Tickling the Ivories and Inspiring Students


Edmonton pianist Sylvia Shadick-Taylor is adjudicator for senior piano at the upcoming Rotary Music Festival in Whitehorse.

Known for her diverse talents, she excels as a soloist, yet is equally comfortable as a chamber musician, accompanist and teacher. As a soloist, Shadick-Taylor has a strong interest in contemporary music.

Premiering many Canadian and American works, she has performed in Canada and the United States, including her highly successful New York concert debut in 1997.

She has also performed as a chamber musician with many ensembles.

Recent performances include concerts in Canada, Thailand, Germany, France, Japan and a performance at Carnegie Hall and Weill Recital Hall, in New York City, with Hungarian violinist Nándor Szederkényi.

A popular accompanist, she adeptly spans opera classics to demanding contemporary concert repertoire and her work can frequently be heard on CBC Radio.

Shadick-Taylor works as a private teacher, vocal coach, adjudicator and clinician and has worked for the University of Alberta, the Edmonton Opera, the Edmonton Symphony Orchestra, Alberta College and Pro Coro Canada.

Shadick-Taylor has released three CDs on the Arktos label: Caprice, Intimate Impressions and At Your Service, which focuses on the art of accompanying.

She can also be heard on several other CDs, including Northern Arch, soundland alberta and Lucidae.

Each of the six adjudicators was asked for a definition of their role.

“In my mind, adjudication means giving a student a critical assessment of their pianistic progress, both technically and interpretively. Through the repertoire they present, I can note for them which areas are developing well and those which I would suggest need their attention next.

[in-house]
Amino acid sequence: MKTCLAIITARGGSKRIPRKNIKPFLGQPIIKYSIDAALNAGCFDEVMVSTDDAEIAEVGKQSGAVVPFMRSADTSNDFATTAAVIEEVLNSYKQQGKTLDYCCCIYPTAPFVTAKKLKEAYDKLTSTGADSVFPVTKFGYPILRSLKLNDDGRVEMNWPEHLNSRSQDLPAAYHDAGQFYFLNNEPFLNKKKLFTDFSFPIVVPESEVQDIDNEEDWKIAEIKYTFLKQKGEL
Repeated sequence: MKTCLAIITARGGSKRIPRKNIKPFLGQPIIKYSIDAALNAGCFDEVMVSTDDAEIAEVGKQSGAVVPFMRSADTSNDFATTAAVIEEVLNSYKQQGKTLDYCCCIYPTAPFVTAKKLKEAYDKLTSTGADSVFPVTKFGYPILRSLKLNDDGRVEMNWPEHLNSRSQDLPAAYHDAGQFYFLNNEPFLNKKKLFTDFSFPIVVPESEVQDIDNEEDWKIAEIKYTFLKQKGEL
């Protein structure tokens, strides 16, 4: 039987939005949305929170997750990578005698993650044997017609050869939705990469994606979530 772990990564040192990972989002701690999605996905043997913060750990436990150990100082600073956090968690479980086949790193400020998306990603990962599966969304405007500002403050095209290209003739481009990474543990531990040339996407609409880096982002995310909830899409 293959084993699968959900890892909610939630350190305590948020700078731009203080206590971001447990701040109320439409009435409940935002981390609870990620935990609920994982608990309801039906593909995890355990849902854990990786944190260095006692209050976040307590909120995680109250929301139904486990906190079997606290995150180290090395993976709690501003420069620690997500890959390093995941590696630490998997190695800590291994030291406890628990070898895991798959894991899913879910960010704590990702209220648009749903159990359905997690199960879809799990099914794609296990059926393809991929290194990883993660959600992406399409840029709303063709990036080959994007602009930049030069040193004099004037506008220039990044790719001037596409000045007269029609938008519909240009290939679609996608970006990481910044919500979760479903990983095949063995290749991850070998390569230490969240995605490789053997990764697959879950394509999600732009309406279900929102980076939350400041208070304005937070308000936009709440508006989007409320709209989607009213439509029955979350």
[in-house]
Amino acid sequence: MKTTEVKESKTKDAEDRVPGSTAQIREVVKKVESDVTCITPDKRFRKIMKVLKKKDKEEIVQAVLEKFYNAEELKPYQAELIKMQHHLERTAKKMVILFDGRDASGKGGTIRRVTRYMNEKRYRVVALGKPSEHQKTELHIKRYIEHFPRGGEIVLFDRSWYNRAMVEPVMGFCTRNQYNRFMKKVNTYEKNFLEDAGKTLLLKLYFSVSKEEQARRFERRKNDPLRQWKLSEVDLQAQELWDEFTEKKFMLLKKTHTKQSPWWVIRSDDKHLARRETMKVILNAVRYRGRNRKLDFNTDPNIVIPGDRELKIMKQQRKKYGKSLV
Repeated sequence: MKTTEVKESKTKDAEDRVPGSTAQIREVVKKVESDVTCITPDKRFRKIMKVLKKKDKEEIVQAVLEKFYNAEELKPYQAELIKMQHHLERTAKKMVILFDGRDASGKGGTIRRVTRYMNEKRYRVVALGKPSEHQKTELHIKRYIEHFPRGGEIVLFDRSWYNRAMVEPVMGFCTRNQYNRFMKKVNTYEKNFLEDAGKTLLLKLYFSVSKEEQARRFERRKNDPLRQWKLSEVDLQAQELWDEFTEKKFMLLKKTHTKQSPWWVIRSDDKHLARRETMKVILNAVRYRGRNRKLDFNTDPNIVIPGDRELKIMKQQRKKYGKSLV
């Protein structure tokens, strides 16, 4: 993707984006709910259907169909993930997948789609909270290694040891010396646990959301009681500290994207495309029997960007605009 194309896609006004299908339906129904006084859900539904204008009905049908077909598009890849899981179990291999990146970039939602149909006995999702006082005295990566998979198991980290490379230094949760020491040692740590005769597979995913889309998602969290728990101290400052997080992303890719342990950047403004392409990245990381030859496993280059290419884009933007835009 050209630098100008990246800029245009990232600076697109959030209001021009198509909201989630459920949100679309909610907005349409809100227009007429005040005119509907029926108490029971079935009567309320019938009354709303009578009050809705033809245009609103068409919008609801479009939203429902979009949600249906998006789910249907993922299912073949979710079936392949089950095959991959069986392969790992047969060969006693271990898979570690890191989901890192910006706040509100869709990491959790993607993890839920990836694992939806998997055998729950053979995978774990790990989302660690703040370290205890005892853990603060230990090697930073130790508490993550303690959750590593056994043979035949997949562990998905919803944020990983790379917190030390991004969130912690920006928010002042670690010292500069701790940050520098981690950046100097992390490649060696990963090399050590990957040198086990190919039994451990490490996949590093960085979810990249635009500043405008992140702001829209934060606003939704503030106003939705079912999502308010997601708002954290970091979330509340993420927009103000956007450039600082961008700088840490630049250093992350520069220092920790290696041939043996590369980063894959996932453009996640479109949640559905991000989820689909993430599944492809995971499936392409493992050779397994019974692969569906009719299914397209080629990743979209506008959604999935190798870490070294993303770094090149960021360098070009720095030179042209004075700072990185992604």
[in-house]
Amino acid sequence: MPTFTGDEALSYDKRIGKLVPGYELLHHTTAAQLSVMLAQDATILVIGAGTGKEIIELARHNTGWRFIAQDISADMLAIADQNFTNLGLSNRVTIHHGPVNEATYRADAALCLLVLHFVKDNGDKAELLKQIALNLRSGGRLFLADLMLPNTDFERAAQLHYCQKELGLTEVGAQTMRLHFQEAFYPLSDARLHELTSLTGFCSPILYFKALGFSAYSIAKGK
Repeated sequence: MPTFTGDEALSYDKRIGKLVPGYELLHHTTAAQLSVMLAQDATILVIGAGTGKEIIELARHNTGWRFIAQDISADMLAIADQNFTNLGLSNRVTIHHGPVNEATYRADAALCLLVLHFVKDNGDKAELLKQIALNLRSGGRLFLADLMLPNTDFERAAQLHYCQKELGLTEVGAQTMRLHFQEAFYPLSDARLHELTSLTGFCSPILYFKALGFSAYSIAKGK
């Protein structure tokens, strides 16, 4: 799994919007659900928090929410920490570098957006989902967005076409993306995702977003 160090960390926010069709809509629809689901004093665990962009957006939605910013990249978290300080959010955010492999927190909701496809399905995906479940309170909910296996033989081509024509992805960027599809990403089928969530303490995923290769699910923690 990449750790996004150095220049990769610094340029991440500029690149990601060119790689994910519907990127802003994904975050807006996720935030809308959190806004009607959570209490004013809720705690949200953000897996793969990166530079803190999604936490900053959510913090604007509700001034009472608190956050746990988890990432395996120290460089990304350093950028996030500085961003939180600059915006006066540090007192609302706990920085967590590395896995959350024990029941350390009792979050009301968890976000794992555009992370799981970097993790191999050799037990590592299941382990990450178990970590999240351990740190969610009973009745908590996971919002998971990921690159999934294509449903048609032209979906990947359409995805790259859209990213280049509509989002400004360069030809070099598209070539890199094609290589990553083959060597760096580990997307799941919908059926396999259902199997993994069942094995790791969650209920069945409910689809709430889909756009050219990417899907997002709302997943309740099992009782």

“I have always enjoyed adjudicating because it gives me a chance to discuss these details directly with the students in a more personal and friendly manner than examinations can offer.

“Other students, parents and teachers can also learn from these comments and suggestions since the advice is given in an open public forum.

“Adjudicating at festivals is also an excellent chance for me to grow professionally since I can discover new repertoire and new ideas about repertoire from the local teachers.

“I began piano lessons at an early age [age four] in Saskatoon, Saskatchewan. My parents were not musicians, themselves, but they had a strong interest in music and were avid concertgoers.

“I got quite seriously ‘hooked’ by it all, thanks to a thriving music scene in Saskatoon.

“I joined a junior strings program at about age eight [violin] and then, soon after, a youth orchestra.

“I was also involved in choirs and, later, in voice lessons, a chamber orchestra, a string quartet and a school band program [flute].”

If she hadn’t pursued a musical career, what would she have done instead?

“As you can tell, I pretty much ate and breathed music for most of my life. I never really considered any other career path.

“I might have followed a different stream within music, though, if my current performance and teaching choices hadn’t proved successful.”

This column is an introduction to adjudicators and is courtesy of the Rotary Music Festival, which will be held April 16 to 25.

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